Flooding in Pakistan: the latest news

Pakistan authorities have evacuated more than 100,000 people after torrential rain caused flooding conditions. This happened a year after the 2022 Pakistan floods deaths reached more than 1,700 people.

A year on from devastating flooding: what is happening in Pakistan?

Last updated 30 August 2023

Floods in Pakistan are threatening lives in Pakistan one year after floodwater caused widespread devastation in 2022.

After weeks of torrential rain, the Sutlej River in the Punjab region swelled to 'extremely high levels' on Saturday 19 August, expanding 4km wider at points. 100,000 people have been evacuated by authorities.

For 33 million people, the situation will bring back painful memories of this time last year, when the worst disaster in a decade hit Pakistan. More than 1,700 people lost their lives in the 2022 Pakistan floods, and almost 13,000 were injured.

Many people just haven't had the chance to recover. Families lost their homes, education, livelihoods, and in some cases loved ones.

Children are being hit the hardest. An Islamic Relief assessment in flood-affected areas found that 40% of young children are enduring stunted growth as families struggle to access food and healthcare. 

Waterborne diseases such as malaria, cholera, and dengue fever are also rife.

The Red Cross Red Crescent Movement is on the ground, helping with evacuations and supporting people who have nothing.

Let's not forget the people of Pakistan. Help us continue our vital work and donate to our appeal if you can.


How were people affected after the 2022 floods in Pakistan?

The impact has been unimaginable.

Millions of people were impacted by the destructive 2022 Pakistan floods and landslides straight after the monsoon season. The country still continues to struggle in the aftermath of the worst flooding in decades. UN Secretary-General António Guterres described the floods as "a monsoon on steroids".

More than 33 million people were impacted, 90 districts hit, and an estimated 8 million people were displaced.

As of 18 November 2022, the Pakistan National Disaster Management Authority reported that over 1,700 people having lost their lives and at least 12,867 people injured.

As the largest humanitarian organisation in the country, Pakistan Red Crescent Society teams remain at the forefront of the response, along with partners from the Red Cross Red Crescent Movement.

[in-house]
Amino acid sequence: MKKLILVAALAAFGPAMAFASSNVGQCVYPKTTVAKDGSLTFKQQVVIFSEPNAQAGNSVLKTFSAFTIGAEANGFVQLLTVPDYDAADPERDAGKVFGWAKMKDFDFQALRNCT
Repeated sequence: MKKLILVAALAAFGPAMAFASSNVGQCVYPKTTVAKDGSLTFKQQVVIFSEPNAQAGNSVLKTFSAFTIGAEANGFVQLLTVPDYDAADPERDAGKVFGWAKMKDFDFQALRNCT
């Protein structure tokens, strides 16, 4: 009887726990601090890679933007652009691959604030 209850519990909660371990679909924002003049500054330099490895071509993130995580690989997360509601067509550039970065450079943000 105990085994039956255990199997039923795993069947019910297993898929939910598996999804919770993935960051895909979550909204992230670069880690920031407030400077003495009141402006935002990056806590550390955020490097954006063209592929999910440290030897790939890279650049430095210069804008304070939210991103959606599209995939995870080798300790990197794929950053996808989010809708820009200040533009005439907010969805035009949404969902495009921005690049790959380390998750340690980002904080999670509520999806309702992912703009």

"The Pakistani people are facing a monsoon on steroids — the relentless impact of epochal levels of rain and flooding." António Guterres, UN Secretary-General

How much of Pakistan was flooded?

During the extreme floods in 2022, a third of Pakistan was under water. The areas of Pakistan most affected by the floods were the Balochistan and Sindh districts, as they are more rural areas that were harder for relief teams to reach.

Why is Pakistan flooding and what are the causes?

Pakistan has a monsoon season between July and August, during which the country sees about 255mm of rain per month, on average. 

In 2022, the monsoon rains saw record highs, receiving over 190% of its normal rainfall in July and August. Flood basins became saturated with water, rivers overflowed and the natural drainage system was unable to cope with the volume of water. Enormous rainfall is the direct cause of flooding in Pakistan.

However, extreme weather like this is happening more frequently and intensely because of climate change. The impact of climate change in Pakistan saw glaciers melting, contributing to the torrential rain.

Were the floods in Pakistan due to climate change?

Climate change, biodiversity loss, and pollution are threatening human development and the survival of humanity.

Billions of people are already suffering from the humanitarian consequences of the climate crisis. And the world’s most vulnerable communities, who contributed least to the climate crisis but are bearing the brunt of it.

Waseem Ahmed, Chief Executive of Islamic Relief Worldwide, states that: "As climate-related catastrophes increase, it is the poorest and most vulnerable people who bear the brunt of the suffering. They are the ones most likely to live in fragile homes and least likely to have savings to fall back on, or assets to sell, or any kind of ‘Plan B’ when floods hit and crops and livestock are wiped out.”

Pakistan’s carbon emissions are less than one percent in the global carbon trajectory, but it’s ranked among the ten most vulnerable countries to climate change, according to the Germanwatch think tank.